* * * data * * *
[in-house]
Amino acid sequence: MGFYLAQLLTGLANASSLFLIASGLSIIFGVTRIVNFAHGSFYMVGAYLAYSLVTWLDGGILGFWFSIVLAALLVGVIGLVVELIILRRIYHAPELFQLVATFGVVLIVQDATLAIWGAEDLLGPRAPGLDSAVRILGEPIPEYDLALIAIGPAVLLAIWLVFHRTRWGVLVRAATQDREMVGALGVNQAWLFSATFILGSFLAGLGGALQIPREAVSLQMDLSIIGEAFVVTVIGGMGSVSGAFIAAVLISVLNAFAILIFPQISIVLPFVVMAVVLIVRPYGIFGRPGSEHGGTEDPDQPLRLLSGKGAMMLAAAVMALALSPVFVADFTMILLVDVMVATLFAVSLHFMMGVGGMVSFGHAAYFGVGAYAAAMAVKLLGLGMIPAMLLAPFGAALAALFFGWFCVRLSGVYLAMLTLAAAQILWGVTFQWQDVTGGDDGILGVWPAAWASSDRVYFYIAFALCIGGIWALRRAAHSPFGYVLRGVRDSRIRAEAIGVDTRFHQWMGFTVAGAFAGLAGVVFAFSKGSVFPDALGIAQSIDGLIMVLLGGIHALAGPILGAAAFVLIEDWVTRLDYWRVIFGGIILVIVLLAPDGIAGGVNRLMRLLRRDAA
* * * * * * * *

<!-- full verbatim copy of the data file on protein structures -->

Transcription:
[in-house]
Amino acid sequence: MGFYLAQLLTGLANASSLFLIASGLSIIFGVTRIVNFAHGSFYMVGAYLAYSLVTWLDGGILGFWFSIVLAALLVGVIGLVVELIILRRIYHAPELFQLVATFGVVLIVQDATLAIWGAEDLLGPRAPGLDSAVRILGEPIPEYDLALIAIGPAVLLAIWLVFHRTRWGVLVRAATQDREMVGALGVNQAWLFSATFILGSFLAGLGGALQIPREAVSLQMDLSIIGEAFVVTVIGGMGSVSGAFIAAVLISVLNAFAILIFPQISIVLPFVVMAVVLIVRPYGIFGRPGSEHGGTEDPDQPLRLLSGKGAMMLAAAVMALALSPVFVADFTMILLVDVMVATLFAVSLHFMMGVGGMVSFGHAAYFGVGAYAAAMAVKLLGLGMIPAMLLAPFGAALAALFFGWFCVRLSGVYLAMLTLAAAQILWGVTFQWQDVTGGDDGILGVWPAAWASSDRVYFYIAFALCIGGIWALRRAAHSPFGYVLRGVRDSRIRAEAIGVDTRFHQWMGFTVAGAFAGLAGVVFAFSKGSVFPDALGIAQSIDGLIMVLLGGIHALAGPILGAAAFVLIEDWVTRLDYWRVIFGGIILVIVLLAPDGIAGGVNRLMRLLRRDAA